Thermal workers came from a different mould. Whereas a hydro station had a staff of about forty a thermal station had as a many as four or five hundred. Different skills were required for dam maintenance and water generation than for steam-driven turbines; the hydro workers were rural and the thermal workers overwhelmingly urban. New Zealand had not had sufficient skilled workers to construct, operate and maintain the big thermal stations and for Huntly had recruited a significant number from the north of England who were predominantly from the urban working class with labour social and political values. Their class consciousness and militancy did not ring many bells in the hydro stations.
The Huntly workers knew that the Operator’s claim was their best chance to set a baseline for good pay and conditions for themselves and were determined to use their industrial strength to get it. They could count on support from New Plymouth and Marsden. The 1984 wage round was thus dominated by thermal claims, with an undercurrent of hydro/thermal distinctions. We knew at National Office that if the claim was not handled carefully the result could be a fracturing of the Electricity Group and divided loyalties within the PSA.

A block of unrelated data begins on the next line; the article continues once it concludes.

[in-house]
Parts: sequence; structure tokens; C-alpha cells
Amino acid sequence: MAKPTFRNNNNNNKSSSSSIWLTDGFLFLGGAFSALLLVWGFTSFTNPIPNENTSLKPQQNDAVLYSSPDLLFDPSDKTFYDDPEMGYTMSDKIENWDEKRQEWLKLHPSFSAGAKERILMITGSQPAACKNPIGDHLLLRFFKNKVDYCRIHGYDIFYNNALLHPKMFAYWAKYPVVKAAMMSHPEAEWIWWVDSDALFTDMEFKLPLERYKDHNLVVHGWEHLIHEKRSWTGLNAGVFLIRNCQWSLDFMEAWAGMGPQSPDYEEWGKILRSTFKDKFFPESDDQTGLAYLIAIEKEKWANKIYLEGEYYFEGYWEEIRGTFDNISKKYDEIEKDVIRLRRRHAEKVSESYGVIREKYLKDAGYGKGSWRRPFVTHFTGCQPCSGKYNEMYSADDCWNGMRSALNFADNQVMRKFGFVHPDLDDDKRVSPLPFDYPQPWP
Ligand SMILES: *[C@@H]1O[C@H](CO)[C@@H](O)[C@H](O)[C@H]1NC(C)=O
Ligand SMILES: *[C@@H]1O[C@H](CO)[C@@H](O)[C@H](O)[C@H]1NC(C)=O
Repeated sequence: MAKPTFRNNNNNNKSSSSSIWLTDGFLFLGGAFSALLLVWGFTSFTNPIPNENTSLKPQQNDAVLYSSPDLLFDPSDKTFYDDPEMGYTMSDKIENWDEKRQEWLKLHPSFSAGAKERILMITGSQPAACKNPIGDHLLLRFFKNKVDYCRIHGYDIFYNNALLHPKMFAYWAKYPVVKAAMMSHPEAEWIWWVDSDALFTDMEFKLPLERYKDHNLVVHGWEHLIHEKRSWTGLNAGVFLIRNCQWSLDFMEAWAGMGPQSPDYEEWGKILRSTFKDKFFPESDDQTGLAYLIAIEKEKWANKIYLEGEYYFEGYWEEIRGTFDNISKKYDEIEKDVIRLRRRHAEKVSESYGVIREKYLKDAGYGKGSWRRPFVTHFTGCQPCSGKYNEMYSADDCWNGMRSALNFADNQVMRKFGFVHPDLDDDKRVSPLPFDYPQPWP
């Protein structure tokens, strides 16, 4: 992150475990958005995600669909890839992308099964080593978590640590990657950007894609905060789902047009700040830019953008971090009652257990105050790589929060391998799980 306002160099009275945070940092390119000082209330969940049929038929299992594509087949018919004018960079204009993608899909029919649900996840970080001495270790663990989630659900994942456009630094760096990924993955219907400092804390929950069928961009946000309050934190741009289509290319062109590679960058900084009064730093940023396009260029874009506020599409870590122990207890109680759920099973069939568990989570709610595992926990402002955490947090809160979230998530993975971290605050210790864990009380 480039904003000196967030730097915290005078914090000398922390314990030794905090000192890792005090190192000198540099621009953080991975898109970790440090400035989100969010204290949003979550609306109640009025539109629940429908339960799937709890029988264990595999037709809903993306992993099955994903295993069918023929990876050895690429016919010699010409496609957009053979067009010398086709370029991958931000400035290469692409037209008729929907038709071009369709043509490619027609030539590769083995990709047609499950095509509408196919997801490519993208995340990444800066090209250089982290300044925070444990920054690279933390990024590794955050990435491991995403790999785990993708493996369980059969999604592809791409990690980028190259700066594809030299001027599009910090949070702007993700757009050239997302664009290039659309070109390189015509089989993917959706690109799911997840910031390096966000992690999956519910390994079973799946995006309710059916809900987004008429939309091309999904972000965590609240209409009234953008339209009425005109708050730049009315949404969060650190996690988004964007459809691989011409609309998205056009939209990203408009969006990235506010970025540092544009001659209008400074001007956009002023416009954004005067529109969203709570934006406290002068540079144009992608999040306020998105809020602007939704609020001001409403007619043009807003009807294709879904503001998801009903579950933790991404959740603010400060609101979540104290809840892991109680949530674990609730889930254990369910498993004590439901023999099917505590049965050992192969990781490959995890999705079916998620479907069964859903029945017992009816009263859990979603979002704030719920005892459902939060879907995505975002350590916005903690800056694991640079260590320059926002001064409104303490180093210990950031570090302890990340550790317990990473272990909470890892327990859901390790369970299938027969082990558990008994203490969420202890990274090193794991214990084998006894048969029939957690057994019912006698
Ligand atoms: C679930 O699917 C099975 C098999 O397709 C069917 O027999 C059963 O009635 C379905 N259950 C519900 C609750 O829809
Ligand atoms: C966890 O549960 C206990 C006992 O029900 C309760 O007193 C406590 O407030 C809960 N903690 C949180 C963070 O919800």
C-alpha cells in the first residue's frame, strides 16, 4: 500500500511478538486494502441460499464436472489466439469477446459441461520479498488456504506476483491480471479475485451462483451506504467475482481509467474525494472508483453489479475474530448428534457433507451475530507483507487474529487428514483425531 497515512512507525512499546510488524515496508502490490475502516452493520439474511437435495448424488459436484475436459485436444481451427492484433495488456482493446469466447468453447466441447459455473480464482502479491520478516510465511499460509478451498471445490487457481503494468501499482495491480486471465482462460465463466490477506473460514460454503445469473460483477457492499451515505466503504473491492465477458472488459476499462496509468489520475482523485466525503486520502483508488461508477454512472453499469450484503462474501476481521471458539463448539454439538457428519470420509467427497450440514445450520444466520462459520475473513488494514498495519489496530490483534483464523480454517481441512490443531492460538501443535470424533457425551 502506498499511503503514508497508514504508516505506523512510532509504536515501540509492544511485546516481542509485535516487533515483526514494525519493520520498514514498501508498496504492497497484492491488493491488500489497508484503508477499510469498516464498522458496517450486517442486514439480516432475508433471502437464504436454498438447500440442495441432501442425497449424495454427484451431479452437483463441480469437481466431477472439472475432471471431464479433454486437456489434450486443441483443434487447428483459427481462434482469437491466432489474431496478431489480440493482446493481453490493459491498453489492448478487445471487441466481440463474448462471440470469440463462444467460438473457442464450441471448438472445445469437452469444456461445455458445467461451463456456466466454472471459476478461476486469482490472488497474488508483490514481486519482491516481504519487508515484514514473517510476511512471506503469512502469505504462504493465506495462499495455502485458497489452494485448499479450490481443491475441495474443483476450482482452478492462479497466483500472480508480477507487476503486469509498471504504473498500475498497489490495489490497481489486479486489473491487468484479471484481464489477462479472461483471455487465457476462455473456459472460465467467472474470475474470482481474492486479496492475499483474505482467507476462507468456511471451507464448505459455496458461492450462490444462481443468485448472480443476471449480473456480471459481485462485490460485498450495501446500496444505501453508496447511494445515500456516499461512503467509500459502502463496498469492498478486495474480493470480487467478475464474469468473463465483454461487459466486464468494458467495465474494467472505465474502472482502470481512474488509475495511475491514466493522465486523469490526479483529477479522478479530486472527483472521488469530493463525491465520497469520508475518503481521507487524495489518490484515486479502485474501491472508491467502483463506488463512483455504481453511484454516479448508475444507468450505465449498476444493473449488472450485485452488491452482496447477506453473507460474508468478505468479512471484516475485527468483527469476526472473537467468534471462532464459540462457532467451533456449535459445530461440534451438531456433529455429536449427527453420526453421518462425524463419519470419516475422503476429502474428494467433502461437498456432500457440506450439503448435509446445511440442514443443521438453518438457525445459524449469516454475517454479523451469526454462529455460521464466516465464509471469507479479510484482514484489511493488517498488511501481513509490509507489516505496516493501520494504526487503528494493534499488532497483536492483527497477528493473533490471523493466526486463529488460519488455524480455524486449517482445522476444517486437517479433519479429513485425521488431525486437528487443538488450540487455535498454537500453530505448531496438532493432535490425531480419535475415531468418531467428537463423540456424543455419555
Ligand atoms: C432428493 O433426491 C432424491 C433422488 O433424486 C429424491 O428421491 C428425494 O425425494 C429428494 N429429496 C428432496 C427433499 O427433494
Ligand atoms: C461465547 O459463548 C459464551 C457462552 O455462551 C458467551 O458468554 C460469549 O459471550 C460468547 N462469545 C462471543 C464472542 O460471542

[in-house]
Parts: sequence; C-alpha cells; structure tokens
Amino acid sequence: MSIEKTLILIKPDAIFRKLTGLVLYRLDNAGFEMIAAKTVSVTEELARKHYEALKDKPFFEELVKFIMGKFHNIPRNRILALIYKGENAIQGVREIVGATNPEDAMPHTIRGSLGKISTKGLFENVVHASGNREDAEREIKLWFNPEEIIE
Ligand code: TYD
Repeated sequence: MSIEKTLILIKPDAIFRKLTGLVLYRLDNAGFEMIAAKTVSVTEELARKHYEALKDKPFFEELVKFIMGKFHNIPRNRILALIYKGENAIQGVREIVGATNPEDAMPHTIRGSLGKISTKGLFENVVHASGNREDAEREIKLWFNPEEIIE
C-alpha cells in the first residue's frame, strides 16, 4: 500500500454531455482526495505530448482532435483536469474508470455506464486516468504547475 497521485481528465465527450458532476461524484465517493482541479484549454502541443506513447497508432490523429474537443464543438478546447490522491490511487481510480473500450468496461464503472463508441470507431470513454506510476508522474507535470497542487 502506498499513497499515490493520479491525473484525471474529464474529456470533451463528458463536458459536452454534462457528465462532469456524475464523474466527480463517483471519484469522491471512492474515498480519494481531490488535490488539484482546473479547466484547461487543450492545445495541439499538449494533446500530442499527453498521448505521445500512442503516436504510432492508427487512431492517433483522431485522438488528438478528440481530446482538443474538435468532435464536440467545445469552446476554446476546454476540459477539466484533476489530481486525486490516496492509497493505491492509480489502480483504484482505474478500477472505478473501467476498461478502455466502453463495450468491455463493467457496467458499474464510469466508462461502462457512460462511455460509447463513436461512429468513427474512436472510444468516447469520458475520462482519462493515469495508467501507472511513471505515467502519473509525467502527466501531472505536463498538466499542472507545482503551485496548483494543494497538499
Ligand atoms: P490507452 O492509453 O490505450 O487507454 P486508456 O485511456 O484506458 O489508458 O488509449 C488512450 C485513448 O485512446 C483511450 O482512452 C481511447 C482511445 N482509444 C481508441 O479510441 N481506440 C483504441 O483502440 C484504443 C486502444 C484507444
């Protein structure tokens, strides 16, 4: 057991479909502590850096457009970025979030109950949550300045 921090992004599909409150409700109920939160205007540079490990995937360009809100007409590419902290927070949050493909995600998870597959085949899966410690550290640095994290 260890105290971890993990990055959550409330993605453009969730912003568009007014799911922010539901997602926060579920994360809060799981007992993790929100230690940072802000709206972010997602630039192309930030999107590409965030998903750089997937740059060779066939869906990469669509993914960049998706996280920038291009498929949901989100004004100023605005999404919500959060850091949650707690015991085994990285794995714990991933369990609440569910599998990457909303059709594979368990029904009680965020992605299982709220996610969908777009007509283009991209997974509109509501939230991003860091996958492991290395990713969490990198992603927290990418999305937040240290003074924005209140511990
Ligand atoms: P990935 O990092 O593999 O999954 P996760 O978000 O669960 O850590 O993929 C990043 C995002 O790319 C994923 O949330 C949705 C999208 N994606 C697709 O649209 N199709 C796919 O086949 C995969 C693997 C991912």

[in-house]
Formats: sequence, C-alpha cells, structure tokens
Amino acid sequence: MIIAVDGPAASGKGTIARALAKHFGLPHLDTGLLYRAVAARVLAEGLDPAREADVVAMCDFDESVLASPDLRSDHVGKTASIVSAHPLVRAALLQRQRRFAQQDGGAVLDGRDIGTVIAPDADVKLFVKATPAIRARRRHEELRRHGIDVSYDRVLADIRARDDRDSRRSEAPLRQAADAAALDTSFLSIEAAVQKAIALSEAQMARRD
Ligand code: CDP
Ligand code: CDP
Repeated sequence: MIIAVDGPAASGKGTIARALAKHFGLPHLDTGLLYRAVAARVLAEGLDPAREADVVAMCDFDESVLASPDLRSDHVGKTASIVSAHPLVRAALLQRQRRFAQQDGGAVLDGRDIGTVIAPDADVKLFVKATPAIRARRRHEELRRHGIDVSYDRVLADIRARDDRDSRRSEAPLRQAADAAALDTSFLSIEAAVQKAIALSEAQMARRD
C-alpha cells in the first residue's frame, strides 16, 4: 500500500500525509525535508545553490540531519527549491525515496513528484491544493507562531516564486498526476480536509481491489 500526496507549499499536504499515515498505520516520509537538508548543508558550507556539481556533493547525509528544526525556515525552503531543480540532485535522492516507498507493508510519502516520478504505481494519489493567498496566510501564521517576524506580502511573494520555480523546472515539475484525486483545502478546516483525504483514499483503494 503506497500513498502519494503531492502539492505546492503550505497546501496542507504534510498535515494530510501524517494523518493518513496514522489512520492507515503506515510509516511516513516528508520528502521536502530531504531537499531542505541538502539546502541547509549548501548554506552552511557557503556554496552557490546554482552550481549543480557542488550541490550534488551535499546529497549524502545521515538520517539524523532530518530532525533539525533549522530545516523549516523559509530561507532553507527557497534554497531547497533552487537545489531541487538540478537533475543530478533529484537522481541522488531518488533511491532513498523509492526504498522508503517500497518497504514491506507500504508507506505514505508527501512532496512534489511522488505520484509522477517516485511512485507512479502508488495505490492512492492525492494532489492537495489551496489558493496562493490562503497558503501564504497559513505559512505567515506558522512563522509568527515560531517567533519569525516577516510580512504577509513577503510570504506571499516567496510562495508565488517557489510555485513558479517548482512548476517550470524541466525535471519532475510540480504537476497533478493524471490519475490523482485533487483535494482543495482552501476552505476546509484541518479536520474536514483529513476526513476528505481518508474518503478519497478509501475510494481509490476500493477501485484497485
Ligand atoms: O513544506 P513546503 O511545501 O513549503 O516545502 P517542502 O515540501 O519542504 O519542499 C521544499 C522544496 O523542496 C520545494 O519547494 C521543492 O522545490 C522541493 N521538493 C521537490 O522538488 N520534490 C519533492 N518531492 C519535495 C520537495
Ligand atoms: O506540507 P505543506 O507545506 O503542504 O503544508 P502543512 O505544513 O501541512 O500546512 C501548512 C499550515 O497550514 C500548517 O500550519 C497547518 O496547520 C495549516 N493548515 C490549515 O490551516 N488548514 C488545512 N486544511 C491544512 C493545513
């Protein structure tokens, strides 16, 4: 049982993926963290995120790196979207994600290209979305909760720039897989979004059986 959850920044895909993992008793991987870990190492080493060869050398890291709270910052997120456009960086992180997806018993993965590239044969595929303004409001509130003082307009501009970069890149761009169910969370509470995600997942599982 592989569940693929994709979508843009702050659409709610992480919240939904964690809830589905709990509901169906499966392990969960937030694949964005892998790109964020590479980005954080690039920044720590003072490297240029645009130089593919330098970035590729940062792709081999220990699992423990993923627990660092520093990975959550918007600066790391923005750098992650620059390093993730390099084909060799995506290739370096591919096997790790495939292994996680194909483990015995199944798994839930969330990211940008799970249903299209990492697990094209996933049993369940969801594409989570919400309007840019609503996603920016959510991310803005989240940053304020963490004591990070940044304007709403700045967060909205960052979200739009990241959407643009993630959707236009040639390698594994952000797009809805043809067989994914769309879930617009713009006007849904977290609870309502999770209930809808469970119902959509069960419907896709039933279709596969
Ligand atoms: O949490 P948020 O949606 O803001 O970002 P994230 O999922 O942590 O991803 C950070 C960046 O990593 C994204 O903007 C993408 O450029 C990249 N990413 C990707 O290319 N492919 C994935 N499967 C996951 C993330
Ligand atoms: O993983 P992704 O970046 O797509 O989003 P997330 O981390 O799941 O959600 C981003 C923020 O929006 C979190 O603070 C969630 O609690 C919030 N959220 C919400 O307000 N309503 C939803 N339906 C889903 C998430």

The Huntly sub-Group demanded that a special ‘Huntly Stress Allowance’ based on the perceived volatility of generating with coal, gas and oil, be included in the claim. If gained this would flow on to other thermal stations, potentially creating an elite thermal group, something the hydro members would not be too happy about. But despite misgivings among some, a gain is a gain and we would give it our best shot.
My job was to lead a negotiating team to a settlement for all members that all would agree to. I was aware that the employer would be adamantly opposed to the stress allowance and it was decided to test the water by asking for the claim to be heard as a special part of the main negotiations and bringing as many thermal delegates to these discussions as we could.